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DDT Exposure and Neurodevelopment Synthesis Essay

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Updated: Apr 22nd, 2022

Dichlorodiphenyltrichloroethane (DDT) is an organochlorine insecticide whose introduction led to the control of malaria in many endemic regions in the world. For instance, malaria was eliminated through the use of DDT in Europe and the US. However, DDT has a slow breakdown, thus it persists in the environment for long.

It has been classified under persistent organic pollutants. Its use is outlawed in almost all countries due to its toxicity (Kacew & Lee, 2013). The article titled, “In utero exposure to dichlorodiphenyltrichloroethane (DDT) and dichlorodiphenyldichloroethylene (DDE) and neurodevelopment among young Mexican American children” by Eskenazi et al. (2006) reports about a study that was conducted in California to explore how prenatal exposure to DDT and its metabolite (DDE) is related to neurodevelopment.

This article sought to gather evidence to substantiate the claim that DDT is a neurodevelopmental toxicant in animals. This study used a cohort. The participants were recruited from the Center for the Health Assessment of Mothers and Children of Salinas (CHAMACOS) between October 1999 and October 2000. A total of 601 women aged between 18 and 20 years were enrolled.

The women were subjected to interviews during pregnancy and shortly after giving birth. They were also assessed when the infants were 6, 12, and 24 months old. The developmental features of the infants were assessed and exposure to DDT/DDE measured.

Results indicated that almost all DDT/DDE levels rose beyond the LOD. Most women had a lower total PCB level and higher DAP, HCB, and beta-HCCH levels. The outcome of DDT/DDE measurement indicated that a 10-fold increase in DDT/DDE serum levels caused a significant decrease in Psychomotor Developmental Index scores at 6 and 12 months. A significant decrease in the Mental Developmental Index score was noted for both DDT and DDE at 12 and 24 months.

Based on these findings, the study came to a conclusion that exposure to DDT and DDE during the prenatal period can to lead to delays in the development of infants. However, the findings of this study were not conclusive and should not be generalized. The study further determined that breastfeeding was associated with low chances of poor psychomotor and mental development, even among women who were exposed to high DDT levels. The authors, therefore, recommended breastfeeding.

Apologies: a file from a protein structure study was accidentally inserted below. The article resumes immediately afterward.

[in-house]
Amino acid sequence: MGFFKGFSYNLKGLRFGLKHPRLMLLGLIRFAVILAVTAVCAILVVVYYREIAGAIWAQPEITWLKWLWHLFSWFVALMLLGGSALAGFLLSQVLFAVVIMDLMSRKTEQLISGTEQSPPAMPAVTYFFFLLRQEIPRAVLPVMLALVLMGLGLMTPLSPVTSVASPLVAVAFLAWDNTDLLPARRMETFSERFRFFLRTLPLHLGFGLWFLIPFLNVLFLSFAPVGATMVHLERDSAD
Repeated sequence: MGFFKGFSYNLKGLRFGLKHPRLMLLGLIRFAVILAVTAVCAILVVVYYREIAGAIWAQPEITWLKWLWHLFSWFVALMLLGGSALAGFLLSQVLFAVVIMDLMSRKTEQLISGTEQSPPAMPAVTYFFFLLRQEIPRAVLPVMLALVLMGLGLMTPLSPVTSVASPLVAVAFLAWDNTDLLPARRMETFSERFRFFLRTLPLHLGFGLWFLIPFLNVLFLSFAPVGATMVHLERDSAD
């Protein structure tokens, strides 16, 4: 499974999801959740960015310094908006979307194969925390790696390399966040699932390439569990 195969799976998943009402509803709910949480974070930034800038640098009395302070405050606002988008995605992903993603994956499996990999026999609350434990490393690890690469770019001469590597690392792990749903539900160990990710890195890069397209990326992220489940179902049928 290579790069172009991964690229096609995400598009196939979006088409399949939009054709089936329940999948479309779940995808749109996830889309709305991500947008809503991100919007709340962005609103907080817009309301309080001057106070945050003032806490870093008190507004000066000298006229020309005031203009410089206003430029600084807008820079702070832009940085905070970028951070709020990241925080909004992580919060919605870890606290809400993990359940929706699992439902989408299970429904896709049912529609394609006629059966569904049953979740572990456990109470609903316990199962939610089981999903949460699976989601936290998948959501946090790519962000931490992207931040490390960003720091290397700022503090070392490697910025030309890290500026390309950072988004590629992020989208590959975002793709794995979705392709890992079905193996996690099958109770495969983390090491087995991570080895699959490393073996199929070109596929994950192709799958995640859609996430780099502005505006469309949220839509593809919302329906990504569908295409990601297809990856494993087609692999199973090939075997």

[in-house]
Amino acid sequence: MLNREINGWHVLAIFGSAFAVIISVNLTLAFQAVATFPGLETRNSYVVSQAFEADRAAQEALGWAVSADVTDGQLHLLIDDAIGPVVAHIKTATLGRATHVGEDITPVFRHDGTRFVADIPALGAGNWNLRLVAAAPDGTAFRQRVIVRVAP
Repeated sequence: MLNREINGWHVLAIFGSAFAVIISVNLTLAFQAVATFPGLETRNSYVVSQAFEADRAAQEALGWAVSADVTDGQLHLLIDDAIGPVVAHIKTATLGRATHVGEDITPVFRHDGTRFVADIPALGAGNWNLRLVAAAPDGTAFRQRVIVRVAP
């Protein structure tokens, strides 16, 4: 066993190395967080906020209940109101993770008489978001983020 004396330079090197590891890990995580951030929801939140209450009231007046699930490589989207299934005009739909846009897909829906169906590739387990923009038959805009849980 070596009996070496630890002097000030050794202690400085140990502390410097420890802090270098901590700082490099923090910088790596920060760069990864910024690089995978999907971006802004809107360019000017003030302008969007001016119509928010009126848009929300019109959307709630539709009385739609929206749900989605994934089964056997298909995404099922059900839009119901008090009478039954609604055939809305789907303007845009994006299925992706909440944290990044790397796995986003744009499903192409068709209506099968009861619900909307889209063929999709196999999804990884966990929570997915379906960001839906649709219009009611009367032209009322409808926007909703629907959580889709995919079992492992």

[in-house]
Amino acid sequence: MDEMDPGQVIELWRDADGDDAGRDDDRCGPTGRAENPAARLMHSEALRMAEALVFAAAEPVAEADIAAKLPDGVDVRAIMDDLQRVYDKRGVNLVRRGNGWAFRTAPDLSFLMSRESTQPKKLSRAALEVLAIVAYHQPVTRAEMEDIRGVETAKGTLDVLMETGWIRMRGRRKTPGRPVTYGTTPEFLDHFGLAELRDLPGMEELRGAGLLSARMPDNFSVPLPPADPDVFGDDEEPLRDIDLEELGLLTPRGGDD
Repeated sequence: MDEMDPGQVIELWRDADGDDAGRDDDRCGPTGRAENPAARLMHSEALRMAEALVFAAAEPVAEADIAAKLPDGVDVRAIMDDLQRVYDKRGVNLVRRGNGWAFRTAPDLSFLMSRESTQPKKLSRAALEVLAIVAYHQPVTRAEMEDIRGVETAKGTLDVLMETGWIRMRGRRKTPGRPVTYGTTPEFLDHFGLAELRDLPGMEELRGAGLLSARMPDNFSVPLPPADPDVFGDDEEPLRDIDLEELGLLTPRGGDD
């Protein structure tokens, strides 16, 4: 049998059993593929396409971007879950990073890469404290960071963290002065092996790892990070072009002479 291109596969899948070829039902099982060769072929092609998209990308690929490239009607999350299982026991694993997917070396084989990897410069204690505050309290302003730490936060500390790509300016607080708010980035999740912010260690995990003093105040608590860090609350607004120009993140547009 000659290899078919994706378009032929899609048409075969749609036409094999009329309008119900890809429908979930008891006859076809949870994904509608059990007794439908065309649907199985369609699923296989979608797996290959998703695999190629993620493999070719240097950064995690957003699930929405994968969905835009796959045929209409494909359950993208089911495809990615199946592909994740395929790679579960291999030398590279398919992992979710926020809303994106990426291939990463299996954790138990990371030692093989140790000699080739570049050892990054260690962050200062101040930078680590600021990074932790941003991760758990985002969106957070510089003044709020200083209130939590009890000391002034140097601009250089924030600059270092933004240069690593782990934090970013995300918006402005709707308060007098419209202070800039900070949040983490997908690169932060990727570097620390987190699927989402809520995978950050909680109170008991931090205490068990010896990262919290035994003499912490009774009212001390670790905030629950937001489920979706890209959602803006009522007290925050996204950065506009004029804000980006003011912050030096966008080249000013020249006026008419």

The findings of this study have been supported by recent studies. Ribas-Fito (2006) found out that exposure to substantial levels of DDT was associated with decreased cognitive skills at the age of four years. Another study by Sagiv et al. (2008) demonstrated the relationship between in utero exposure to DDT/DDE and developmental neurotoxity.

The authors found out that even very low levels of exposure to this toxicant in the serum in the umbilical cord during delivery led to decreased attention in the early stages of life. Most recently, Kacew and Lee (2013) also demonstrated the relationship between exposure to DDT and neurodevelopment in infancy.

It is, therefore, evident that DDT is toxic and it affects the neurodevelopment of infants. Although DDT is an effective insecticide that has been successfully used to curb mosquitoes, it is important that whoever chooses to use it should consider the benefits of controlling mosquitoes and malaria compared to the toxicity brought about by the use of this insecticide. It is for this reason that most countries absolutely prohibit its use.

Personally, although my mother was exposed to DDT as an insecticide, none of my siblings have developed neurodevelopment problems. Perhaps this is because the exposure was low. Moreover, breastfeeding may have prevented the effects of DDT. The findings of this study, as well as the other studies on the same subject find application in cases where DDT is still in use, whether lawfully or unlawfully.

References

Eskenazi, B., Marks, A. R., Bradman, A., Fenster, L., Johnson, C., Dana, B., & Jewell N. P. (2006). In utero exposure to dichlorodiphenyltrichloroethane (DDT) and dichlorodiphenyldichloroethylene (DDE) and neurodevelopment among young Mexican American children. Journal of American Pediatrics, 118(1), 233 -241. doi: 10.1542/peds.2005-311

Kacew, S., & Lee, B. M. (2013). Lu’s basic toxicology: Fundamentals, target organs, and risk assessment (6th ed.). New York, NY: Informa Healthcare

Ribas-Fitó, N., Torrent, M., & Carrizo, D. (2006). In utero exposure to background concentrations of DDT and cognitive functioning among preschoolers. American Journal of Epidemiology, 164(10), 955–62. doi:10.1093/aje/kwj299.

Sagiv, S. K., Nugent, J. K., & Brazelton, T. B. et al. ( 2008). Prenatal organochlorine exposure and measures of behavior in infancy using the Neonatal Behavioral Assessment Scale (NBAS). Environmental Health Perspective, 116(5), 666–73. doi:10.1289/ehp.10553.

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